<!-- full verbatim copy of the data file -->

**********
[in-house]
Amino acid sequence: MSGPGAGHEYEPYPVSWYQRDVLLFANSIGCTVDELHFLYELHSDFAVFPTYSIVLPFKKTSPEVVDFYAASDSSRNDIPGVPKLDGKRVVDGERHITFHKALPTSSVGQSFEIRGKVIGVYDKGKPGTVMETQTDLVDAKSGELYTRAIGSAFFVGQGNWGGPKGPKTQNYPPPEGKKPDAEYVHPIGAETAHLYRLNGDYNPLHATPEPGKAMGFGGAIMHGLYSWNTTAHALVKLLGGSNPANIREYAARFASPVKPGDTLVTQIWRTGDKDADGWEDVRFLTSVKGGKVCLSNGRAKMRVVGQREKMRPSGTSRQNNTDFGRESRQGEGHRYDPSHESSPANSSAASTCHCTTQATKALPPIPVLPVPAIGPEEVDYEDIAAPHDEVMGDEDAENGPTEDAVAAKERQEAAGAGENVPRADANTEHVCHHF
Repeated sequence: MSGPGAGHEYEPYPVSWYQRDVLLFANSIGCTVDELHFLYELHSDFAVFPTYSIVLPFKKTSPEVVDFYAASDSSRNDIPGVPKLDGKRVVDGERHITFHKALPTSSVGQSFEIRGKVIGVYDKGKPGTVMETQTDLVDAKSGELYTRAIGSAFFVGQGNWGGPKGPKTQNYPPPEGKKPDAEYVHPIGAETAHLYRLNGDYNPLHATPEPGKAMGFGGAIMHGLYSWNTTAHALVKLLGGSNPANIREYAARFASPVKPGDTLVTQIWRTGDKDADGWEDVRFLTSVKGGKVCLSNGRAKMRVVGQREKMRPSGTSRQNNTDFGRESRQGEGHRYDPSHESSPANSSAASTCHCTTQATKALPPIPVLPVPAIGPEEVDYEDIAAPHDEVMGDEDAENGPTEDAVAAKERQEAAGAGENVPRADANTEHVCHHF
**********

[in-house]
Amino acid sequence: MSGPGAGHEYEPYPVSWYQRDVLLFANSIGCTVDELHFLYELHSDFAVFPTYSIVLPFKKTSPEVVDFYAASDSSRNDIPGVPKLDGKRVVDGERHITFHKALPTSSVGQSFEIRGKVIGVYDKGKPGTVMETQTDLVDAKSGELYTRAIGSAFFVGQGNWGGPKGPKTQNYPPPEGKKPDAEYVHPIGAETAHLYRLNGDYNPLHATPEPGKAMGFGGAIMHGLYSWNTTAHALVKLLGGSNPANIREYAARFASPVKPGDTLVTQIWRTGDKDADGWEDVRFLTSVKGGKVCLSNGRAKMRVVGQREKMRPSGTSRQNNTDFGRESRQGEGHRYDPSHESSPANSSAASTCHCTTQATKALPPIPVLPVPAIGPEEVDYEDIAAPHDEVMGDEDAENGPTEDAVAAKERQEAAGAGENVPRADANTEHVCHHF
Repeated sequence: MSGPGAGHEYEPYPVSWYQRDVLLFANSIGCTVDELHFLYELHSDFAVFPTYSIVLPFKKTSPEVVDFYAASDSSRNDIPGVPKLDGKRVVDGERHITFHKALPTSSVGQSFEIRGKVIGVYDKGKPGTVMETQTDLVDAKSGELYTRAIGSAFFVGQGNWGGPKGPKTQNYPPPEGKKPDAEYVHPIGAETAHLYRLNGDYNPLHATPEPGKAMGFGGAIMHGLYSWNTTAHALVKLLGGSNPANIREYAARFASPVKPGDTLVTQIWRTGDKDADGWEDVRFLTSVKGGKVCLSNGRAKMRVVGQREKMRPSGTSRQNNTDFGRESRQGEGHRYDPSHESSPANSSAASTCHCTTQATKALPPIPVLPVPAIGPEEVDYEDIAAPHDEVMGDEDAENGPTEDAVAAKERQEAAGAGENVPRADANTEHVCHHF